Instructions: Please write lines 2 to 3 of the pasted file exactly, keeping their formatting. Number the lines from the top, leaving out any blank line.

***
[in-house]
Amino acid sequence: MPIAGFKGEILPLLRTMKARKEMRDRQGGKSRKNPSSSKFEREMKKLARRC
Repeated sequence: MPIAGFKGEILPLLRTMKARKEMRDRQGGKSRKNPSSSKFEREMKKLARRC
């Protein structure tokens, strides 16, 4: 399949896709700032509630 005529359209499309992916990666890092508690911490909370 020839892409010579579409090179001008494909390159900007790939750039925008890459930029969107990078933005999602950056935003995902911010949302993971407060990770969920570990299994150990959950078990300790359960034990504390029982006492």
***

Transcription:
Amino acid sequence: MPIAGFKGEILPLLRTMKARKEMRDRQGGKSRKNPSSSKFEREMKKLARRC
Repeated sequence: MPIAGFKGEILPLLRTMKARKEMRDRQGGKSRKNPSSSKFEREMKKLARRC